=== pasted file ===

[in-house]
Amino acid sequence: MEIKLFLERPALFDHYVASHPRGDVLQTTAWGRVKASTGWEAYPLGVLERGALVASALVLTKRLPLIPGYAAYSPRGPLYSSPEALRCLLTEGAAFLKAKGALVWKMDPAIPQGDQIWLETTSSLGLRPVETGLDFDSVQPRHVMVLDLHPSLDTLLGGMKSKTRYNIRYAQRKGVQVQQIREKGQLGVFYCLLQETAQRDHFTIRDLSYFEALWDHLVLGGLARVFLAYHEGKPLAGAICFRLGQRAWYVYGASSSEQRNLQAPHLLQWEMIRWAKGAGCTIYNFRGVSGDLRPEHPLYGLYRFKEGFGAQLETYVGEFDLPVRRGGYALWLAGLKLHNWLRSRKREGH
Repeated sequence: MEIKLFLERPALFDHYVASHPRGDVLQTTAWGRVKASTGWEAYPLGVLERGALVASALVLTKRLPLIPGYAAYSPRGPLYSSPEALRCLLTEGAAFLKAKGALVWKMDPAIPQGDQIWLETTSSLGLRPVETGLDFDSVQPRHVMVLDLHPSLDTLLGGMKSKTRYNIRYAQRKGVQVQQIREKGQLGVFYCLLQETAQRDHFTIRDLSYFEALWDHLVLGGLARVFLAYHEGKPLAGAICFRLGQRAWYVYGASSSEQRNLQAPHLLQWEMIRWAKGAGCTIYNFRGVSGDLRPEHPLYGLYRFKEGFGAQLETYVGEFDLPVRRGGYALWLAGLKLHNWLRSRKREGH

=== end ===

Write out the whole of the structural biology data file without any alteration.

[in-house]
Amino acid sequence: MEIKLFLERPALFDHYVASHPRGDVLQTTAWGRVKASTGWEAYPLGVLERGALVASALVLTKRLPLIPGYAAYSPRGPLYSSPEALRCLLTEGAAFLKAKGALVWKMDPAIPQGDQIWLETTSSLGLRPVETGLDFDSVQPRHVMVLDLHPSLDTLLGGMKSKTRYNIRYAQRKGVQVQQIREKGQLGVFYCLLQETAQRDHFTIRDLSYFEALWDHLVLGGLARVFLAYHEGKPLAGAICFRLGQRAWYVYGASSSEQRNLQAPHLLQWEMIRWAKGAGCTIYNFRGVSGDLRPEHPLYGLYRFKEGFGAQLETYVGEFDLPVRRGGYALWLAGLKLHNWLRSRKREGH
Repeated sequence: MEIKLFLERPALFDHYVASHPRGDVLQTTAWGRVKASTGWEAYPLGVLERGALVASALVLTKRLPLIPGYAAYSPRGPLYSSPEALRCLLTEGAAFLKAKGALVWKMDPAIPQGDQIWLETTSSLGLRPVETGLDFDSVQPRHVMVLDLHPSLDTLLGGMKSKTRYNIRYAQRKGVQVQQIREKGQLGVFYCLLQETAQRDHFTIRDLSYFEALWDHLVLGGLARVFLAYHEGKPLAGAICFRLGQRAWYVYGASSSEQRNLQAPHLLQWEMIRWAKGAGCTIYNFRGVSGDLRPEHPLYGLYRFKEGFGAQLETYVGEFDLPVRRGGYALWLAGLKLHNWLRSRKREGH